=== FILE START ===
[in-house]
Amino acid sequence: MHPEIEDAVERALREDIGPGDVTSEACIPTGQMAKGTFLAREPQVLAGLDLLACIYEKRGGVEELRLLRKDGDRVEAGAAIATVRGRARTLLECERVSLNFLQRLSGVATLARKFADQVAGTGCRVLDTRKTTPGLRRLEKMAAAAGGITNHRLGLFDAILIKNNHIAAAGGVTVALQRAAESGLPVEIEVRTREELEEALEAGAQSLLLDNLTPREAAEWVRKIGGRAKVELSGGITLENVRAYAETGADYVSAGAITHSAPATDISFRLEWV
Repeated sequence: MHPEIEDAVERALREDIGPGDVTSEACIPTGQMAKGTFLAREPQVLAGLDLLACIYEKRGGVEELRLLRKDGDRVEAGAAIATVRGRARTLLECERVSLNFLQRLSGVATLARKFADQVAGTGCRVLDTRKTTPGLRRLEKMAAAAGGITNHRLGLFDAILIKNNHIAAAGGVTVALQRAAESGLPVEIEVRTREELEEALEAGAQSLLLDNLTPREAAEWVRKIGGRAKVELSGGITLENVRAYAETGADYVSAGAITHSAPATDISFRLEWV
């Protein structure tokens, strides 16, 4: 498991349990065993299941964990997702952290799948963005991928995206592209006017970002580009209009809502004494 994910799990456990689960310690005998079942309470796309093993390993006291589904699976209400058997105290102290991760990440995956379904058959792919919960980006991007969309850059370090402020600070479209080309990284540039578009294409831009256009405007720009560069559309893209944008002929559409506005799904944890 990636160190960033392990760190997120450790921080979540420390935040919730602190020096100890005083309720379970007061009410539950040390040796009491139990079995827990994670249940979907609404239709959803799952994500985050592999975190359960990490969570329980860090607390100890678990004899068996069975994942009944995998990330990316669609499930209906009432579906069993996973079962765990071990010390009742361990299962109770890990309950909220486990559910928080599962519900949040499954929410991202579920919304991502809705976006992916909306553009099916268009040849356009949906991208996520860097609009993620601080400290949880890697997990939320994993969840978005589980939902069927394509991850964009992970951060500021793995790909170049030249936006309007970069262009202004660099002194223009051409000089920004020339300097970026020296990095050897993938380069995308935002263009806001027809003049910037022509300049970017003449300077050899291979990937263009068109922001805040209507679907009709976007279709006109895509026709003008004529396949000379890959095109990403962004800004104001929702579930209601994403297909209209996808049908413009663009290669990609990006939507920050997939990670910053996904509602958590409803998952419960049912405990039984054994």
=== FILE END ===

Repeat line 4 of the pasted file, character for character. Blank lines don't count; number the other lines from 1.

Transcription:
């Protein structure tokens, strides 16, 4: 498991349990065993299941964990997702952290799948963005991928995206592209006017970002580009209009809502004494 994910799990456990689960310690005998079942309470796309093993390993006291589904699976209400058997105290102290991760990440995956379904058959792919919960980006991007969309850059370090402020600070479209080309990284540039578009294409831009256009405007720009560069559309893209944008002929559409506005799904944890 990636160190960033392990760190997120450790921080979540420390935040919730602190020096100890005083309720379970007061009410539950040390040796009491139990079995827990994670249940979907609404239709959803799952994500985050592999975190359960990490969570329980860090607390100890678990004899068996069975994942009944995998990330990316669609499930209906009432579906069993996973079962765990071990010390009742361990299962109770890990309950909220486990559910928080599962519900949040499954929410991202579920919304991502809705976006992916909306553009099916268009040849356009949906991208996520860097609009993620601080400290949880890697997990939320994993969840978005589980939902069927394509991850964009992970951060500021793995790909170049030249936006309007970069262009202004660099002194223009051409000089920004020339300097970026020296990095050897993938380069995308935002263009806001027809003049910037022509300049970017003449300077050899291979990937263009068109922001805040209507679907009709976007279709006109895509026709003008004529396949000379890959095109990403962004800004104001929702579930209601994403297909209209996808049908413009663009290669990609990006939507920050997939990670910053996904509602958590409803998952419960049912405990039984054994």